The core preoccupation of the parties on appeal centers on whether any responsibility devolved upon Fox for the preparation and review of foster care service plans for the Crippa children.3 Yet notwithstanding the fact that these proceedings have extended for nearly five years since the lawsuit was commenced, and even though both the qualified immunity claim and the merits of the section 1983 claim depend upon precisely such evidence, only the dimmest evidential outlines of Fox's relationship and responsibilities with the DSS are discernible in the aftermath of the parties' tactical posturing. See, e.g., notes 6-8 & accompanying text. We cannot mistake the reality that both parties have been reluctant to abandon their supine litigation stance out of concern that material disclosures regarding any responsibility Fox may have had in these matters might jeopardize their respective positions on the merits of the section 1983 claim or on Fox's qualified immunity claim. On the other hand, we perceive the distinctly different and more immediate problem that their tactical occultation has indeed succeeded in obscuring the foundational facts necessary to support our exercise of interlocutory jurisdiction. Consequently, we now note our lack of jurisdiction, see Bender v. Williamsport Area School Dist., 475 U.S. 534, 541, 106 S. Ct. 1326, 1331, 89 L. Ed. 2d 501 (1986), though, by so doing, we must let supine canine recline as it were, cf. Unwin v. Campbell, 863 F.2d 124, 132 n. 5 (1st Cir. 1988).4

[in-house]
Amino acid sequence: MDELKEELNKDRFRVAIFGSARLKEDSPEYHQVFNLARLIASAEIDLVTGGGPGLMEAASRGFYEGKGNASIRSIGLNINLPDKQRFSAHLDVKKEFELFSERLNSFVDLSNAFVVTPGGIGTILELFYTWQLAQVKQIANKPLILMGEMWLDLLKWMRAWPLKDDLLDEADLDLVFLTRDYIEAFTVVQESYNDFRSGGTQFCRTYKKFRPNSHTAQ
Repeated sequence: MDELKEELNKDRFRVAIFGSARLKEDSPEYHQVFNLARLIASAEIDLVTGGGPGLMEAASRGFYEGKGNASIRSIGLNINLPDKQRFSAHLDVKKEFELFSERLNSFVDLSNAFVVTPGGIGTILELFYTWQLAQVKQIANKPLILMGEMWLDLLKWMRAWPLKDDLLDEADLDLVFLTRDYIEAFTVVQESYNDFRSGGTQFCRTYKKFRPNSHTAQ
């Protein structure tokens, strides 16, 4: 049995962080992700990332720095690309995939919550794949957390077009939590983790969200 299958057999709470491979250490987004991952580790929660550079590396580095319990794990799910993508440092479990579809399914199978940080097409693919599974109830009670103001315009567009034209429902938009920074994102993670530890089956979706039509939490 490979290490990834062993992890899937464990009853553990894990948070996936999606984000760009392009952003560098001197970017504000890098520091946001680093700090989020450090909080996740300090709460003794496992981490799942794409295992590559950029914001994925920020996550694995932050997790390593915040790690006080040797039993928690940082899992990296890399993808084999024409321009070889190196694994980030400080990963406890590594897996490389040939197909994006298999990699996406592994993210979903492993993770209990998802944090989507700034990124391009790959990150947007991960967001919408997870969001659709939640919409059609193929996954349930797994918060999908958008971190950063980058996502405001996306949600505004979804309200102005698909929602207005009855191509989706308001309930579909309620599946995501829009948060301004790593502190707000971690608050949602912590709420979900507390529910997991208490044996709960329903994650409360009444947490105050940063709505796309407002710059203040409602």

We may entertain the present appeal only if it is within the purview of the collateral order doctrine enunciated in Cohen v. Beneficial Indus. Loan Corp., 337 U.S. 541, 69 S. Ct. 1221, 93 L. Ed. 1528 (1949), more recently extended to encompass an appeal from a pretrial order denying a claim of qualified immunity in Mitchell v. Forsyth, 472 U.S. 511, 530, 105 S. Ct. 2806, 2817, 86 L. Ed. 2d 411 (1985). Forsyth is rooted in the public policies served by preventing " 'distraction of officials from their governmental duties, inhibition of discretionary action, and deterrence of able people from public service [which] ... can be particularly disruptive of effective government.' " Id. at 526, 105 S. Ct. at 2815 (quoting Harlow v. Fitzgerald, 457 U.S. 800, 816-17, 102 S. Ct. 2727, 2737-38, 73 L. Ed. 2d 396 (1982)). The public policies fostered by according government officials qualified immunity from suit are frustrated when "a case is erroneously permitted to go to trial." Forsyth, 472 U.S. at 526, 105 S. Ct. at 2815. On the other hand it cannot be doubted that the prosecution of a qualified immunity claim must rest with the party asserting it. Cf. Harlow v. Fitzgerald, 457 U.S. 800, 815, 102 S. Ct. 2727, 2736, 73 L. Ed. 2d 396 (1982) (qualified immunity must be pleaded by defendant official). Like any other appellant, Fox invites the dismissal of his interlocutory appeal unless its jurisdictional requirements are met. See, e.g., In re Recticel Foam Corp., 859 F.2d 1000, 1003 (1st Cir. 1988) (district court order overruling objection to case management order does not come within final judgment rule or collateral order doctrine) (" 'A petitioner, we think, has the burden of making the specialized showing needed to complete the arduous climb over the jurisdictional threshold.' ") (quoting Bath Iron Works, 853 F.2d at 14).